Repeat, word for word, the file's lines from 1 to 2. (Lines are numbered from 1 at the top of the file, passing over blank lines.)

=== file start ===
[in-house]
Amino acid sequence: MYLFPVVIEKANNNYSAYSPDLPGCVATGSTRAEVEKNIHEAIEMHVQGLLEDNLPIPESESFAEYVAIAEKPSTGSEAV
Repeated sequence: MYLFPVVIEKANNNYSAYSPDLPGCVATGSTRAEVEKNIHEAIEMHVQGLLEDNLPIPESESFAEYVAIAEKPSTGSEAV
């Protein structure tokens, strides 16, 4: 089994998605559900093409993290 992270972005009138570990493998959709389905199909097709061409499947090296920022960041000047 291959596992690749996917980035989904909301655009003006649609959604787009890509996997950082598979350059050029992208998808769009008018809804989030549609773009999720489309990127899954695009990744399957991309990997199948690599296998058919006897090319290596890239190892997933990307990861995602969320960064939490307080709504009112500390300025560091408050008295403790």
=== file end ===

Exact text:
[in-house]
Amino acid sequence: MYLFPVVIEKANNNYSAYSPDLPGCVATGSTRAEVEKNIHEAIEMHVQGLLEDNLPIPESESFAEYVAIAEKPSTGSEAV